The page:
3. Use visual aids: Break up the text and novel structure of your email. Whenever appropriate, use bullet points, numbered lists, or even infographics to break up text and make your email more digestible.
  4. Make each sentence and paragraph earn its keep

Marketers often say the purpose of any sentence in your cold email is to get the recipient to read the next one — well, it’s true. Ditch all the pop culture jokes or laureate writing styles and focus on what matters. 

Understand that if your recipients have read your cold email and say that it’s well-written or fun to read, then you failed. The goal of your cold email is to get them to accept your offer, grant your request, or engage with your call to action (in whatever way you need them to).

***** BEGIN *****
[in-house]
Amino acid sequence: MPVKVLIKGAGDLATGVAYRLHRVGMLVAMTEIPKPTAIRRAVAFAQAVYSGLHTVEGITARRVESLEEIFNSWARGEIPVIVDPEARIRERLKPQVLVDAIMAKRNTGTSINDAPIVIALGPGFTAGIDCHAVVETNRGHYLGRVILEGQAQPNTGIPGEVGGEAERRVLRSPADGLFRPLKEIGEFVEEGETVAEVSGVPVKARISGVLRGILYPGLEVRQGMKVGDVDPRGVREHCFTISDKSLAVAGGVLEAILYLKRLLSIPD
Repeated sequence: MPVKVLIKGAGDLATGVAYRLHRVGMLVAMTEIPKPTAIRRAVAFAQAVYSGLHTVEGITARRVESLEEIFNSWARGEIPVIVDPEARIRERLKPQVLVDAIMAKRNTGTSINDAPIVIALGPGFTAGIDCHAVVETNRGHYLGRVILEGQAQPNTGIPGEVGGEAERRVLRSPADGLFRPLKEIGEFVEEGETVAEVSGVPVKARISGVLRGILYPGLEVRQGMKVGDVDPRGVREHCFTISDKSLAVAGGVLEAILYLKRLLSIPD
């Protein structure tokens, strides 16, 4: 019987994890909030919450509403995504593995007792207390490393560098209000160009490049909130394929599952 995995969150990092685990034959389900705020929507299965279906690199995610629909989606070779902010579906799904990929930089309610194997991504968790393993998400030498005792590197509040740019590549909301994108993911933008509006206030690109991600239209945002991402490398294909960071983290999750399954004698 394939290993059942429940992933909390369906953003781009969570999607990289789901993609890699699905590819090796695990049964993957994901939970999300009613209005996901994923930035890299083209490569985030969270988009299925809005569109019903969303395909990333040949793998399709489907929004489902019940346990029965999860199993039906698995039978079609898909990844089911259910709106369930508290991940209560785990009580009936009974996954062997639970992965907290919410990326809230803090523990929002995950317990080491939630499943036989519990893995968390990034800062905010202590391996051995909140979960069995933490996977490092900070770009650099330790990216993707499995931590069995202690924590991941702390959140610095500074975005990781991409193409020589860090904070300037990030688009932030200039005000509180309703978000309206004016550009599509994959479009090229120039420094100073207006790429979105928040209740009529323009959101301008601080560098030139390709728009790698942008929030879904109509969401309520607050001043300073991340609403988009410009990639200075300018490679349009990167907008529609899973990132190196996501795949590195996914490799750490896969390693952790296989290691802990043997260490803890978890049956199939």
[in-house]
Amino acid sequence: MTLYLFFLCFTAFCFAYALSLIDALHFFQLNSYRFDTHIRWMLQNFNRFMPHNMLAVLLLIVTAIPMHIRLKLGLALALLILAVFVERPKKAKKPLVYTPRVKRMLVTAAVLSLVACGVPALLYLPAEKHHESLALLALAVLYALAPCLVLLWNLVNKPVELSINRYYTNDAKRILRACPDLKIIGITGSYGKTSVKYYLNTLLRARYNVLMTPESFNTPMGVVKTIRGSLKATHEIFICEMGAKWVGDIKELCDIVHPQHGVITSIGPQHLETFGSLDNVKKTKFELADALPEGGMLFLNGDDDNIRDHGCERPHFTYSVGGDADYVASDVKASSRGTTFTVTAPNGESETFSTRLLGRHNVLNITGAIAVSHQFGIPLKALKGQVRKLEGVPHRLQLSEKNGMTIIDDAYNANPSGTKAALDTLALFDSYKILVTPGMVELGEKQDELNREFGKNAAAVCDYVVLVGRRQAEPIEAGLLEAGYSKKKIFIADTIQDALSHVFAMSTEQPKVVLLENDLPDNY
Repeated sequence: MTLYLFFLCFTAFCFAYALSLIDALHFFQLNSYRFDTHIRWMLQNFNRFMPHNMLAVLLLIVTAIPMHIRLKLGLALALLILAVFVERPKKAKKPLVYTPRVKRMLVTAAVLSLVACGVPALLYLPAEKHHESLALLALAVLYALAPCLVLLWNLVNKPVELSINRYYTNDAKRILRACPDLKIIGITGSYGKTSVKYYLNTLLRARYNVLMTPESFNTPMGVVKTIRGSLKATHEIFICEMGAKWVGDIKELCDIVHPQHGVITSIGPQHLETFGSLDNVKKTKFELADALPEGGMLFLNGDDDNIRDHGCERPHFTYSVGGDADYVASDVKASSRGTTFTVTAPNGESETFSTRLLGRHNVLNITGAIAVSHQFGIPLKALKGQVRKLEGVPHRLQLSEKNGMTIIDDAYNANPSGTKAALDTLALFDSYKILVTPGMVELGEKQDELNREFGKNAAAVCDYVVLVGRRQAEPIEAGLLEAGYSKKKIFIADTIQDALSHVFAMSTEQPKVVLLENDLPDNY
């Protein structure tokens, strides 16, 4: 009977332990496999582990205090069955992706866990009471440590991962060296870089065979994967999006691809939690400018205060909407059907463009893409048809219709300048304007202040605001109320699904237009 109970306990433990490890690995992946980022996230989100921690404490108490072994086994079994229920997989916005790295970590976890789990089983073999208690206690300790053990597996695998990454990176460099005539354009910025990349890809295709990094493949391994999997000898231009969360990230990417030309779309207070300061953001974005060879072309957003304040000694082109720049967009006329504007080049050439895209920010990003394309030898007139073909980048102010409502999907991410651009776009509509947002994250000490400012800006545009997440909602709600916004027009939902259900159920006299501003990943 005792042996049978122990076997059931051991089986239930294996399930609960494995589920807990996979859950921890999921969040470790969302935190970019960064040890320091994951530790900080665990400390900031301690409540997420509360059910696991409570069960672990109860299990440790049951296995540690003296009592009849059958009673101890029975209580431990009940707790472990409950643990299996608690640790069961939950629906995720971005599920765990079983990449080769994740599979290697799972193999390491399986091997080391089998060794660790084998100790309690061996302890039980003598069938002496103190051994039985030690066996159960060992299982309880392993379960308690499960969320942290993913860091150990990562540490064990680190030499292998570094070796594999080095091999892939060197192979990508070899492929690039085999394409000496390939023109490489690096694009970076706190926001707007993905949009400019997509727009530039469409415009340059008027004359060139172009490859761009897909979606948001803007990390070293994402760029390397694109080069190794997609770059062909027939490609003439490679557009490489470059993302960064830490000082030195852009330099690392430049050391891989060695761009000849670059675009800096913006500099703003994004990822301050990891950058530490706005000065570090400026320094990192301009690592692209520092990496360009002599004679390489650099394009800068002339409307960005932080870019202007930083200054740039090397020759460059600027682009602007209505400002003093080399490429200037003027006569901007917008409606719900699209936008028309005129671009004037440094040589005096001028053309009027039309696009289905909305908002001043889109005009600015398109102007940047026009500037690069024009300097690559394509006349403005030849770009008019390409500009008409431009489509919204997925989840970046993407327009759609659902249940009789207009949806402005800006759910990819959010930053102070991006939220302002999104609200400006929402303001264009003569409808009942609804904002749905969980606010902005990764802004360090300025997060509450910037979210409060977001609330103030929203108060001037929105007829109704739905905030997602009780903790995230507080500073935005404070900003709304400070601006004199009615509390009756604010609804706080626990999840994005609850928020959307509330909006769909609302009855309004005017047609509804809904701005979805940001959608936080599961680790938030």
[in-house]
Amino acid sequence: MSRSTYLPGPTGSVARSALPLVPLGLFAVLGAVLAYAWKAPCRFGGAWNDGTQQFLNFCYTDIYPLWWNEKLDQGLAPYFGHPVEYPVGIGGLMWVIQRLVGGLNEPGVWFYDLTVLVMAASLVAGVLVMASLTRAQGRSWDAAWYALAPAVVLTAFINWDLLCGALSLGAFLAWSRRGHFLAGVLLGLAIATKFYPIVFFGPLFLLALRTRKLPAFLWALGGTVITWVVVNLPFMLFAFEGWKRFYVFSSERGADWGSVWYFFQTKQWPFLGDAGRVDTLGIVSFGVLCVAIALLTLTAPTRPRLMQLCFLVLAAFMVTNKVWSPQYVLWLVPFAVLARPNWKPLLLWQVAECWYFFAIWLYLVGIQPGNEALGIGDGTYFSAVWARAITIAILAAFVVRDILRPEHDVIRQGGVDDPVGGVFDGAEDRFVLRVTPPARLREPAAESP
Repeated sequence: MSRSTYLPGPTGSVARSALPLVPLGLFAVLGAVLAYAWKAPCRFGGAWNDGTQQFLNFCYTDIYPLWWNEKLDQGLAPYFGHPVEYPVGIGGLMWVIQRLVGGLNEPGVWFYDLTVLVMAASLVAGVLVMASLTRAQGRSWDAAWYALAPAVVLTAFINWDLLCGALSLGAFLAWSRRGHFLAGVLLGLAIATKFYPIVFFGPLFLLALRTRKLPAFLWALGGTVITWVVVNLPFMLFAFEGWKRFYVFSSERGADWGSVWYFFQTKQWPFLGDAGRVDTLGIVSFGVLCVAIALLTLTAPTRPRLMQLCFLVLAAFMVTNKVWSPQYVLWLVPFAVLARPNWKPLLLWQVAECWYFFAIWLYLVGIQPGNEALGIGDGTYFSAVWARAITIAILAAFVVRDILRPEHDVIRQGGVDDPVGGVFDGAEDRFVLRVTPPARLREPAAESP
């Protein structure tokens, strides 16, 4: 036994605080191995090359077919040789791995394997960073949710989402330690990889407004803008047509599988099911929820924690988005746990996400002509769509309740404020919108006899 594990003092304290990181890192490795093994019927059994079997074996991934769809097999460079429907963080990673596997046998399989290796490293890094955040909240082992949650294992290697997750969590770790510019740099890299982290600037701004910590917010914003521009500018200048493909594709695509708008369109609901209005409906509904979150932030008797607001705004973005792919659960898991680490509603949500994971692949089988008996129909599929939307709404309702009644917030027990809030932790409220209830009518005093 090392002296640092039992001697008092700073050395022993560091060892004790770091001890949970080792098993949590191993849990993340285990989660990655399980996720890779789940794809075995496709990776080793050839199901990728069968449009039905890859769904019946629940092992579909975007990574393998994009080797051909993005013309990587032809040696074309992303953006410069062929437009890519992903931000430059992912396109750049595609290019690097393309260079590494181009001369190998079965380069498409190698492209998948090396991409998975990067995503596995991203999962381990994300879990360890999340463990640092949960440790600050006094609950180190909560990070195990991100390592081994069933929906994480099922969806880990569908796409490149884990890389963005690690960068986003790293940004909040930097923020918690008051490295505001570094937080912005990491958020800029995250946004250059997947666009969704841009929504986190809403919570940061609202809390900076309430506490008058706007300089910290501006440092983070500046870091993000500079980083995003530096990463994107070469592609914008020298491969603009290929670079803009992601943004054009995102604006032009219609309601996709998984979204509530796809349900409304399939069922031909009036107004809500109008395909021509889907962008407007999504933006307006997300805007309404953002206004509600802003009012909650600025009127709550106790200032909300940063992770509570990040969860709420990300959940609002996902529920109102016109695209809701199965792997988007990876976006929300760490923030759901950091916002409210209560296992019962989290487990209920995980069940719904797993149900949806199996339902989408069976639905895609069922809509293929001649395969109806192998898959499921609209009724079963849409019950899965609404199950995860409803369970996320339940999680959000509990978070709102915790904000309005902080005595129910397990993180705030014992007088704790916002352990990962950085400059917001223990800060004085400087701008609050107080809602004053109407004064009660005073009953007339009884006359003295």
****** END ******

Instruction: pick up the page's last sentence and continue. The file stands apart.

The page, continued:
So, your word choice needs to be impeccable. Each sentence in your cold email needs to serve a purpose — whether it’s providing information, creating engagement, or prompting action. 

If a word, sentence, or paragraph doesn’t add any value to the message you’re trying to get across, consider hitting the backspace. This will help you achieve conciseness without sacrificing quality.

2. Keep it concise but not too short

While you don’t want to write a novella, being too succinct can also be a problem. You don’t want your cold email to feel rushed or incomplete — that’s basic and part of being professional in your outreach. It’s also the main reason why “Quick question?” cold emails don’t work